Buying a house in a pandemic

There’s no doubt about the fact almost every aspect of life was altered when COVID swept across the UK, from workplaces to bus drivers no longer having passengers, everything we thought was normal was turned on its head.

Buying a house is the biggest investment and commitment most people will make in a lifetime, and that didn’t change last year. The demand increased as people were confined to their homes and realised it’s not longer what they wanted. They wanted gardens, room for an office, a place outside the city. But how did this process adapt and change due to the restrictions and of those changes, what will we see brought into the future? We asked two of our Account Managers who bought homes in the last year to tell us about their experience.

LD: When I started my journey I hadn’t intended to buy a new house, however my decision to buy new build was very much driven by the changes to the property market brought on by the pandemic and the challenges my partner and I faced when trying to view properties on the second-hand market. Challenges that ended up completely changing the direction of our home buying journey.

With local estate agents only permitting people in an advanced position (those who had sold their property / did not have a property to sell and who had a mortgage in place) to view properties, my partner and I knew we were going to struggle as we each had a property to sell. Thanks to my job I know a fair bit about the property market and the benefits of buying a new build home, however due to the lack of new build developments in my area I didn’t really consider it as a serious option. Despite this my partner and I decided to look at the only new build development in our area and luckily found our ideal home.

Going down the new build route has, so far, been very straightforward and the right decision for us. Our house was built so we were able to see inside it rather than relying on photos and floor plans. The internal fit out is taking longer due to restrictions limiting the number of tradesmen able to work in the property at the same time, but that is perfectly understandable. In the three months since we reserved there, surprisingly, have not been many properties come on the second-hand market that met our criteria. We have part exchanged my house, so we are safe in the knowledge that we have somewhere to live until our new home is ready and thanks to the estate agents’ restricted viewing policy, we know that only genuine buyers are being permitted to view my partner’s flat. I feel our journey would not have been so easy had we gone down the second-hand market route.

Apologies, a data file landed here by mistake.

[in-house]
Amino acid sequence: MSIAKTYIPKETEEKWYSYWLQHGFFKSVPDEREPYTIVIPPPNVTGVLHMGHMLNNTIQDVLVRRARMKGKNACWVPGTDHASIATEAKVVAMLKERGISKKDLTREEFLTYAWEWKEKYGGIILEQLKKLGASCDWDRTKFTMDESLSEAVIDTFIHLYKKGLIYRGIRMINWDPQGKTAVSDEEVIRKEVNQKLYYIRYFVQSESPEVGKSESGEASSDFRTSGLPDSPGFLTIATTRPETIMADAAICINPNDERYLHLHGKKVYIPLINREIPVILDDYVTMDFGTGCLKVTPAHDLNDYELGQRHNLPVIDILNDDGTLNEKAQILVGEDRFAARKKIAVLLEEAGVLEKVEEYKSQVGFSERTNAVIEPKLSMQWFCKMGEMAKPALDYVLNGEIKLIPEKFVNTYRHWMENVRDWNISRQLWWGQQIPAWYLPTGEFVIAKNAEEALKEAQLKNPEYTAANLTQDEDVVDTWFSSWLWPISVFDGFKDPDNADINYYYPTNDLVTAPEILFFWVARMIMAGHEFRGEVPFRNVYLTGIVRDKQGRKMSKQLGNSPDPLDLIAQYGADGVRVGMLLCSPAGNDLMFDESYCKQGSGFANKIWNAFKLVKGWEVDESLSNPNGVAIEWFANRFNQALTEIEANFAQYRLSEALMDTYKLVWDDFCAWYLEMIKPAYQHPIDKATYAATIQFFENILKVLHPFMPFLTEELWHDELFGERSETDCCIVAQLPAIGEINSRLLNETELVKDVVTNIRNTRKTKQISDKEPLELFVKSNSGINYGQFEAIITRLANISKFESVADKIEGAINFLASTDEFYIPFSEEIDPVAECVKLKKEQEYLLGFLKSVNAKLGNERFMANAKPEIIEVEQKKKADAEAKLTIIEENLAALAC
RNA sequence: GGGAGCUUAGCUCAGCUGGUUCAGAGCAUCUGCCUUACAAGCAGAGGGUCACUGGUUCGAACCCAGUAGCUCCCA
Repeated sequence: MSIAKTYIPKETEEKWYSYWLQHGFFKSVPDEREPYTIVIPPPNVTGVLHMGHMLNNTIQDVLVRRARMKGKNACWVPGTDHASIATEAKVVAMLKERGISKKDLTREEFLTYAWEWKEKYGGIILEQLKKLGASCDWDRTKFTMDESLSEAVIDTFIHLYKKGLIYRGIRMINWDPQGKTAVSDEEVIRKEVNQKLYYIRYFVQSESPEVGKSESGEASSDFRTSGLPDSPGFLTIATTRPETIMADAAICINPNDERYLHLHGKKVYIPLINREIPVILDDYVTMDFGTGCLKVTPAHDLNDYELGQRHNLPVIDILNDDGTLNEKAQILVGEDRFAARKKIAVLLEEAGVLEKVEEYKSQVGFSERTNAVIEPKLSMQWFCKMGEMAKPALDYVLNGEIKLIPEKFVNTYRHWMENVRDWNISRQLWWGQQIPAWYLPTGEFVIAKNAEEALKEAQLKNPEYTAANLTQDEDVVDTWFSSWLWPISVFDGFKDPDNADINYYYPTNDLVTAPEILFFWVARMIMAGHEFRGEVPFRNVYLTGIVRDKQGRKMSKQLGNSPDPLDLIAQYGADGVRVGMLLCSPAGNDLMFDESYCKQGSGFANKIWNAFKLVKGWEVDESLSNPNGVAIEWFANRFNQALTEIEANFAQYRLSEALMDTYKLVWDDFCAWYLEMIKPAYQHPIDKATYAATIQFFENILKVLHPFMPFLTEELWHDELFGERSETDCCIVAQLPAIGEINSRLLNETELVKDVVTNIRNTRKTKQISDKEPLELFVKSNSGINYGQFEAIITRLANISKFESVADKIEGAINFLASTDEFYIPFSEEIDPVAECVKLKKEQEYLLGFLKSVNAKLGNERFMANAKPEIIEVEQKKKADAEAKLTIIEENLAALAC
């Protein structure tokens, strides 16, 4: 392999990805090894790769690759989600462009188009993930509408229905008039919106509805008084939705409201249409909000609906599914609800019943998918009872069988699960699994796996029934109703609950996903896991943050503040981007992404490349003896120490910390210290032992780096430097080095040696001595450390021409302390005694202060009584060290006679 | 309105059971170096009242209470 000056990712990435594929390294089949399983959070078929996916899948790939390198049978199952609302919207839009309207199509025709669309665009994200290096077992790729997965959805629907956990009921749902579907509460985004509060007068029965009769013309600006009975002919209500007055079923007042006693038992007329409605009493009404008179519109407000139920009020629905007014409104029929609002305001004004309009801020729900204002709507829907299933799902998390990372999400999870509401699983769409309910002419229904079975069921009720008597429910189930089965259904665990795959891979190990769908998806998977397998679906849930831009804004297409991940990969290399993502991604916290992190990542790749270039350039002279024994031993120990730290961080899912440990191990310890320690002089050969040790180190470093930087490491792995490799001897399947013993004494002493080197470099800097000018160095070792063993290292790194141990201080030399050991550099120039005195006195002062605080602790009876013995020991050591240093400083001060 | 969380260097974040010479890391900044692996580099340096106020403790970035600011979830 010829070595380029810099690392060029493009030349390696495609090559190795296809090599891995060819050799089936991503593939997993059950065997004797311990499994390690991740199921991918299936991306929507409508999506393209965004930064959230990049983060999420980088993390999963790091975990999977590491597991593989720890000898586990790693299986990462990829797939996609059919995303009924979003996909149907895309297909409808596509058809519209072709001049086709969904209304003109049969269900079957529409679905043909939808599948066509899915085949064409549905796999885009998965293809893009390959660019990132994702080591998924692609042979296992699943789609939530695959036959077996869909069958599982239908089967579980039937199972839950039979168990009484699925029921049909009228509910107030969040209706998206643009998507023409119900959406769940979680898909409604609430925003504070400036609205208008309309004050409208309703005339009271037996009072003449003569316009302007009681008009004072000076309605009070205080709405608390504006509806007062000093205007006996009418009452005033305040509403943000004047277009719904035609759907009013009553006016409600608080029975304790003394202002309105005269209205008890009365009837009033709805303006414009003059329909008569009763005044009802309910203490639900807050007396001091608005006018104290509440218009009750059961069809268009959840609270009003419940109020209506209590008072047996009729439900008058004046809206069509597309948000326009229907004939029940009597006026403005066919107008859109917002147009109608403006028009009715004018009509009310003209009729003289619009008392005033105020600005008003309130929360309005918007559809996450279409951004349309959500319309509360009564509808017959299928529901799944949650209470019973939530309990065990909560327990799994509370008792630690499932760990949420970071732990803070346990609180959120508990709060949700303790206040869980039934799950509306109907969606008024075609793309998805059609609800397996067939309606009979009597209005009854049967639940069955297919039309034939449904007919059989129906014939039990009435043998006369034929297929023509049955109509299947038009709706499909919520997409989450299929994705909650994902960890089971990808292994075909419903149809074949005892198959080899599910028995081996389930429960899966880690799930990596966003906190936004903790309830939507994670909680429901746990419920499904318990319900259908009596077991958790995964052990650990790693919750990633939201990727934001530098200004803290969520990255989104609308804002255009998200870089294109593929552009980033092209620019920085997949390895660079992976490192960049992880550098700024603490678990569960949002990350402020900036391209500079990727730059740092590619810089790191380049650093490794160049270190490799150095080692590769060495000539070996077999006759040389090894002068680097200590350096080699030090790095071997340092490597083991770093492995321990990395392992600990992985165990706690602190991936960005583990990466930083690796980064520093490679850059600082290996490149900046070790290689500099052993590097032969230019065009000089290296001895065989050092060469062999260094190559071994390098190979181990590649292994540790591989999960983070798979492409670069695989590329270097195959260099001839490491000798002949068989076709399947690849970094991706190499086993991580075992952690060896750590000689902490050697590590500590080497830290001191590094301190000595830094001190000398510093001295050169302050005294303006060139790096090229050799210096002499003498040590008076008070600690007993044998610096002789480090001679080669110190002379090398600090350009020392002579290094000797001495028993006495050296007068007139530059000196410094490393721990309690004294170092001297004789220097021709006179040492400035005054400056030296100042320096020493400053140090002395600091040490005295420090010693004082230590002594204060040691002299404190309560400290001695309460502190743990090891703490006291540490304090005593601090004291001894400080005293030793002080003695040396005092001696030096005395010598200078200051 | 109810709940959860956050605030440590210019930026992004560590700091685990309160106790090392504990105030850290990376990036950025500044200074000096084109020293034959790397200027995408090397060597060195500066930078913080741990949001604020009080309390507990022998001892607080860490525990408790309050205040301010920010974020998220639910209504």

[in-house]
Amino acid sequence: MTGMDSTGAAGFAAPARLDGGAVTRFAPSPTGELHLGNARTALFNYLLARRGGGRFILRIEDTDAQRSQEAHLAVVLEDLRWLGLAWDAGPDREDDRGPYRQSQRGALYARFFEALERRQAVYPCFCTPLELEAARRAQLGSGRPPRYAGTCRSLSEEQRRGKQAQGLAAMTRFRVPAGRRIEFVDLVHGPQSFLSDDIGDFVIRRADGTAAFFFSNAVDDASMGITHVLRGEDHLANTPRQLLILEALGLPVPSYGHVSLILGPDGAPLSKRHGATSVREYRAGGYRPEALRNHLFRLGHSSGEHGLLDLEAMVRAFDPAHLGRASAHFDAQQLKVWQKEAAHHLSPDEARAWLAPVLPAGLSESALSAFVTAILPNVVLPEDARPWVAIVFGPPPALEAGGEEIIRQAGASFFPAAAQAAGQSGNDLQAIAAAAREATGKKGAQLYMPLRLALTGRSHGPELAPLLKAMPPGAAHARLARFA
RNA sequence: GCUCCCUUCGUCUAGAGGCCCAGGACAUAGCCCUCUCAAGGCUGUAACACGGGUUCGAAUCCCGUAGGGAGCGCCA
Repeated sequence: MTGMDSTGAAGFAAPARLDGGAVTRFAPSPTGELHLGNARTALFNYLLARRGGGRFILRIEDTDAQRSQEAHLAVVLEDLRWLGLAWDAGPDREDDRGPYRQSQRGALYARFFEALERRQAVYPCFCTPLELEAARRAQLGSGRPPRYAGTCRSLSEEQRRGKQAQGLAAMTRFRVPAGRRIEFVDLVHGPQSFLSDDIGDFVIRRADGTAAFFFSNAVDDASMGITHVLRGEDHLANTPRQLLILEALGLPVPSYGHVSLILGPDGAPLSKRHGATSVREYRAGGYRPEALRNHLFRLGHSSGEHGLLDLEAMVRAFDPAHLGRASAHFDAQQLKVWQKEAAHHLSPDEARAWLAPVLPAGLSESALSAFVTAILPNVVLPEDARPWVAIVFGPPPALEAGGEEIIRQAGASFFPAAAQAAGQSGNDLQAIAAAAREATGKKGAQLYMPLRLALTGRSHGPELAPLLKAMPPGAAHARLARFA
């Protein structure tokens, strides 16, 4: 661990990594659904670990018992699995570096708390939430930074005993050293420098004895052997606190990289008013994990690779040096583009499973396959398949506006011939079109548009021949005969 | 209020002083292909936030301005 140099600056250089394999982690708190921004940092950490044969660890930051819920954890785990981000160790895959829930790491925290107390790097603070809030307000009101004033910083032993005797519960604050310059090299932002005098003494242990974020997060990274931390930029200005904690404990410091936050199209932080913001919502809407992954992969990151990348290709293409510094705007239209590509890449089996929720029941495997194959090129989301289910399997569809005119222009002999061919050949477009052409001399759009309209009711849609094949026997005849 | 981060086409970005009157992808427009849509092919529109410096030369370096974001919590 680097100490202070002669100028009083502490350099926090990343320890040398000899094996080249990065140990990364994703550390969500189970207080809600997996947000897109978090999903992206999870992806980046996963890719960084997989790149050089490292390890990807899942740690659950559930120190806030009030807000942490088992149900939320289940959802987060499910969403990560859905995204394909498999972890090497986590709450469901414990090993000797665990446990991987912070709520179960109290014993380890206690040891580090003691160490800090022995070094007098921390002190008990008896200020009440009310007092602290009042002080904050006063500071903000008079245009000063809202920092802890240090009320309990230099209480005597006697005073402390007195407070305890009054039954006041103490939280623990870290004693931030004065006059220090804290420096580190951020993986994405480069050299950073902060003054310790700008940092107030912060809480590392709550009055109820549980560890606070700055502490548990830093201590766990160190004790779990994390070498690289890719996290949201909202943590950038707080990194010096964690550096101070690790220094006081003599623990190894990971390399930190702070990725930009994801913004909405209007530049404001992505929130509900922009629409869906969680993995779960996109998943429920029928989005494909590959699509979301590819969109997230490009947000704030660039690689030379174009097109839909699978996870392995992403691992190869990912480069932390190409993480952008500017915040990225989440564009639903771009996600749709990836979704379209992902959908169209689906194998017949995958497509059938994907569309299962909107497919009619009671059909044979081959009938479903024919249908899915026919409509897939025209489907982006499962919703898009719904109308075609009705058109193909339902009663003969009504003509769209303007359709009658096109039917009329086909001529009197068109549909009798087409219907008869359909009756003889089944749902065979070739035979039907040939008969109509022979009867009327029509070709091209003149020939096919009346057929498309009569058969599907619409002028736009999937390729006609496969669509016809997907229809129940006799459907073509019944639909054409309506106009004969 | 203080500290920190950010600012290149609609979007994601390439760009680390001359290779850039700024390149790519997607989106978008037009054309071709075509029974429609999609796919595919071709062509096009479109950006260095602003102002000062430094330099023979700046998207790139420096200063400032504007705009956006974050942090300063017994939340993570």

The only real COVID-related challenge we faced was not being able to view properties on the second-hand market at the start of our journey, however I fully expect that viewings will be opened up to everyone again once restrictions are fully lifted. We noticed that all the second-hand properties we looked at had video tours available to view, whereas pre-COVID this wasn’t really the case. This is one thing that I feel will continue long term as it’s a fantastic way to really showcase a house and let interested parties really experience a property prior to physically viewing it. While pictures and floor plans are great, I think potential buyers will expect more rich content going forward.